• Consultants hired to help NHS response to clinical waste scandal
  • More than 40 trusts using national contingency plans
  • Regulator says plans have prevented “serious impact” on patients

NHS Improvement has hired consultants from Mott Macdonald to help NHS trusts and primary care staff whose facilities have lost their clinical waste disposal provider, HSJ has learned.

At least 10 specialists from the consultancy have been drafted in to work alongside outsourcing giant Mitie in a “logistics cell” set up to help the dozens of trusts which held contracts with Healthcare Environmental Services.

HES stopped collecting waste from 24 trusts two weeks ago. The company faced growing financial pressures after it was stripped of contracts with 17 trusts in Yorkshire in October due to the company storing waste above permitted levels.

NHSI confirmed it had established a “team of logistics and industry experts to coordinate the safe and compliant collection of waste from NHS organisations in the short-term”, with some “additional expertise” needing to be brought in.

Details of the cell were part of an internal information pack issued by NHSI on 16 December, of which HSJ has obtained a copy.

The pack, which includes information about the contingency plans enacted earlier this month when HES stopped collecting waste from the trusts, also sets out where each affected trust’s waste will be sent.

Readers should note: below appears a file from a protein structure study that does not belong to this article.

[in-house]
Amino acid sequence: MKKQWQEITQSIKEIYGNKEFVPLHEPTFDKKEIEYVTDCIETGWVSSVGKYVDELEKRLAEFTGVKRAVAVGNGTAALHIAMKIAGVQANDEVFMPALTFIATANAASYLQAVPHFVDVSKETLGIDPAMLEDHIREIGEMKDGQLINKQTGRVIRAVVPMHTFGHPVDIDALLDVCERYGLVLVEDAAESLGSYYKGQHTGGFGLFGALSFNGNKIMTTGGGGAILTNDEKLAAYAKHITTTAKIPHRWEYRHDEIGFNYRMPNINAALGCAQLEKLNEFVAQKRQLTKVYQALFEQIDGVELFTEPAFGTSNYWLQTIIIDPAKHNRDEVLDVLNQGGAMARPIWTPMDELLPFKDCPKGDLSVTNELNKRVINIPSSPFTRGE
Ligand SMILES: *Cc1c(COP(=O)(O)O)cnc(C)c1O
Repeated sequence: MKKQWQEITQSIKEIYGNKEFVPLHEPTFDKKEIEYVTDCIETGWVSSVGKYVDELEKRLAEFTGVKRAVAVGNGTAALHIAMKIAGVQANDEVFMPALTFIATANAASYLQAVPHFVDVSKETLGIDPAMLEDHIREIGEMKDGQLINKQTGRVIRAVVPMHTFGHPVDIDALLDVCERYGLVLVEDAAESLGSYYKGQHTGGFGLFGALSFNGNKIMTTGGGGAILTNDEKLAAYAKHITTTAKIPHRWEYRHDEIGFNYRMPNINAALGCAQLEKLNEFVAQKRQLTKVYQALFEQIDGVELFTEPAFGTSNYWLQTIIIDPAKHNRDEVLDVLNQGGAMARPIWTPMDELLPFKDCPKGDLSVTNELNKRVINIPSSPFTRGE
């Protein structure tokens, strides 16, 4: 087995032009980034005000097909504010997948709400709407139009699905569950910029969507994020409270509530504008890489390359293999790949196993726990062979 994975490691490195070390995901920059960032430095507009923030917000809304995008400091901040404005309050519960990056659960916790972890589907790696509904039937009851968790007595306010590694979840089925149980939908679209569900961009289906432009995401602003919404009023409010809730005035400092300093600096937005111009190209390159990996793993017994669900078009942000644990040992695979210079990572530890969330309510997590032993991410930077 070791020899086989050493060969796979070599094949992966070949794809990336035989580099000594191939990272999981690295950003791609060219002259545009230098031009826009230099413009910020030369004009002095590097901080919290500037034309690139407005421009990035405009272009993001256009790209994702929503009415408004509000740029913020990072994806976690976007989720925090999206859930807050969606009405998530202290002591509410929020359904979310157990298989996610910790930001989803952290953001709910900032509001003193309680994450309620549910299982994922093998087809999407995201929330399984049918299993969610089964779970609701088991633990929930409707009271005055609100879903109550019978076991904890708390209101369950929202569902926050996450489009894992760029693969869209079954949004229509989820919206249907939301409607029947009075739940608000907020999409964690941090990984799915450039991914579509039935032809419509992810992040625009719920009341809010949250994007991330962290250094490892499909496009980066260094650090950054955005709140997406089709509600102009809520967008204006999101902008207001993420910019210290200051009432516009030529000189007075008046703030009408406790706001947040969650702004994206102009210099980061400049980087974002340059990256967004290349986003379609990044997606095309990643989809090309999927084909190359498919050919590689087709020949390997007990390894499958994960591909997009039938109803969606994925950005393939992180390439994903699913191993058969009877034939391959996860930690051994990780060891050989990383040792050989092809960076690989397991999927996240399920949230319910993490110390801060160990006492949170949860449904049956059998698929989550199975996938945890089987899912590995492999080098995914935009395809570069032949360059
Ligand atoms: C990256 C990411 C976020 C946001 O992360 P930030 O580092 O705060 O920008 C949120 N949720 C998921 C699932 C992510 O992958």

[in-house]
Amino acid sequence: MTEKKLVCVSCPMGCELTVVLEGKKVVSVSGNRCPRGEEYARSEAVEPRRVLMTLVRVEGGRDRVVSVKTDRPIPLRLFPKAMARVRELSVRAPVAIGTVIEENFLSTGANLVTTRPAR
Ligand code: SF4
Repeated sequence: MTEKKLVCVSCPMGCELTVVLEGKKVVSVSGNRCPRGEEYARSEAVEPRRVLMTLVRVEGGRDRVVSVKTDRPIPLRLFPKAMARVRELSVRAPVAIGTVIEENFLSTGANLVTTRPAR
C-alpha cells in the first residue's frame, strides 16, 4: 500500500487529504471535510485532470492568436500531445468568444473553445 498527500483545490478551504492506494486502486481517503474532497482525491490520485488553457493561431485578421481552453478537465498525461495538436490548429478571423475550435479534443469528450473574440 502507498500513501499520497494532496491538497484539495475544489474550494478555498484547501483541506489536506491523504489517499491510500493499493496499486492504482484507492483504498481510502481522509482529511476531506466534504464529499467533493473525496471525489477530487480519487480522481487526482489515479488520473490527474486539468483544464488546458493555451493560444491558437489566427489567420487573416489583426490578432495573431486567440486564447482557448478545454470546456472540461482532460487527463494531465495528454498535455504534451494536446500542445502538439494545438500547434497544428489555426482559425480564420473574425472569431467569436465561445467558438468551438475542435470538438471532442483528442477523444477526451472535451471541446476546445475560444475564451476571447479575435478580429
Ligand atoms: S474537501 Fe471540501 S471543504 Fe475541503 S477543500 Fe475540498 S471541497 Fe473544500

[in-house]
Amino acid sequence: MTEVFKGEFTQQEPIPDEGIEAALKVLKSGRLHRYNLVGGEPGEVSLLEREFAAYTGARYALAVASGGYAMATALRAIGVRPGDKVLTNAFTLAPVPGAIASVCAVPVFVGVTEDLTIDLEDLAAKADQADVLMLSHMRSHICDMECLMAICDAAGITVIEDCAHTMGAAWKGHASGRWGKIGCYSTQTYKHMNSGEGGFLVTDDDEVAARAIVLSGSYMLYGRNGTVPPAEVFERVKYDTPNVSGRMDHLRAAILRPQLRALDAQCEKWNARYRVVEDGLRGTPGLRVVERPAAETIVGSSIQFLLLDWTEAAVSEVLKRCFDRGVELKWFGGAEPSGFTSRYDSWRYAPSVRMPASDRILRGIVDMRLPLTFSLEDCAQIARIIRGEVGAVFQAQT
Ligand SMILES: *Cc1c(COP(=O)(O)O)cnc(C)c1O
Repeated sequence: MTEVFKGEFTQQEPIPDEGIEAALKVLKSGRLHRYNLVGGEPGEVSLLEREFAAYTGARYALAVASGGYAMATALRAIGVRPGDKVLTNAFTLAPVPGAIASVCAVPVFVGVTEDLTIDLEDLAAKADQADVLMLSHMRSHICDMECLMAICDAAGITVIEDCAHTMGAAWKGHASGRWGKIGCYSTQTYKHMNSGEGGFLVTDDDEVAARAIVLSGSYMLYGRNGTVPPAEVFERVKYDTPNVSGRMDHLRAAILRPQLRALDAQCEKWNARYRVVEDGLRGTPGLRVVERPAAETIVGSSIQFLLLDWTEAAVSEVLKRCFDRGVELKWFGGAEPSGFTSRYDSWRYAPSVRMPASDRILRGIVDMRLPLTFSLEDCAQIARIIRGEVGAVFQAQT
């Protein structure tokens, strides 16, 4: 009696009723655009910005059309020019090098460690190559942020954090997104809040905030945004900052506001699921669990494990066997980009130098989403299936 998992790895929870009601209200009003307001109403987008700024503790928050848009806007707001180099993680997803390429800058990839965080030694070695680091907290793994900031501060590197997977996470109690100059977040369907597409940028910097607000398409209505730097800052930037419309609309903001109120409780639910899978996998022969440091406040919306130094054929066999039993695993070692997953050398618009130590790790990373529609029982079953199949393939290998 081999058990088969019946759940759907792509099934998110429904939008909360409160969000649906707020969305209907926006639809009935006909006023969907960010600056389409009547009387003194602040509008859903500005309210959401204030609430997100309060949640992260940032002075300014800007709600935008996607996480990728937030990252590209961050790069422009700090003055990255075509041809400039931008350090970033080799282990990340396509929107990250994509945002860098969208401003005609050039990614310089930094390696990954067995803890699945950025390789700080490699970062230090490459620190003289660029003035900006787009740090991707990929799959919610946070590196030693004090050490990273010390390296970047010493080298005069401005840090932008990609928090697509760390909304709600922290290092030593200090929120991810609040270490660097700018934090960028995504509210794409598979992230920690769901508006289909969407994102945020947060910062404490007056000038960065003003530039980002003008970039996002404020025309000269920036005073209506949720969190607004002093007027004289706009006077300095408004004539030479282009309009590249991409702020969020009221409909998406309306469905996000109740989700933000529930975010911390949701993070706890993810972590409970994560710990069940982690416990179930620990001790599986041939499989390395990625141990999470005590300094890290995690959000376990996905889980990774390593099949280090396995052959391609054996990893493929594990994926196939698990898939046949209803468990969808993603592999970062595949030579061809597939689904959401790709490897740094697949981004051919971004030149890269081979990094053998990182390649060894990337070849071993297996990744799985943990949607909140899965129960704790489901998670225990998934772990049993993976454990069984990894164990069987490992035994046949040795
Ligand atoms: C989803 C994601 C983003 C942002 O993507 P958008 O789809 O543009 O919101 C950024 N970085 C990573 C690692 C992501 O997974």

The information pack includes details of 24 trusts which run a total of 34 hospitals.

Waste from these facilities is now being collected by several logistics companies hired by outsourcing giant Mitie, who have taken over contractual obligations for the trusts affected.

HSJ has previously reported special dispensation was given by the Department for Transport to enable the logistics companies to transport the waste, while the Environment Agency has also allowed an incineration plant to dispose of the waste despite it not usually being licensed to do so.

An NHSI spokesman said services to patients would “undoubtedly have been seriously impacted” without the response team being established.

“This situation was created by HES who did not fully meet their regulatory responsibilities and subsequently failed without warning to make waste collections across a number of NHS organisations,” the spokesman added.

What are the plans?

Most of the affected trusts are in the far north of England, ranging from Cumbria, Northumberland, and Teeside.

Their non-hazardous (offensive) waste, most of which would have previously been treated at HES’ Newcastle site, is being taken to a facility run by Suez UK in Billingham, near Middlesbrough.

This waste will be treated in a way that generates energy through an energy-from-waste process.

The trusts’ clinical waste, which includes hazardous waste – such as human body parts, medicines, bandages and gloves – will be disposed of at sites in Leeds, Oldham, Bolton, and Wrexham, run by Tradebe and Stericycle.

Other affected trusts outside the north include Shrewsbury and Telford Hospital, Wye Valley, Whittington, Buckinghamshire Healthcare, East and North Hertfordshire, and Barking, Havering and Redbridge University Hospitals.

Their waste will be taken to a range of disposal sites run by Grundon, Medisort, Clinipower, and Stericycle.

The logistics companies involved in the collection and transportation of waste are; Hargreaves, Knights, Nestons, Initial, PHS, Biffa, Mick George, Cumbria Waste, Sharpsmart, and Bywaters/Grundon.

The plans do not state where the waste from the 17 Yorkshire and Humber trusts is being sent.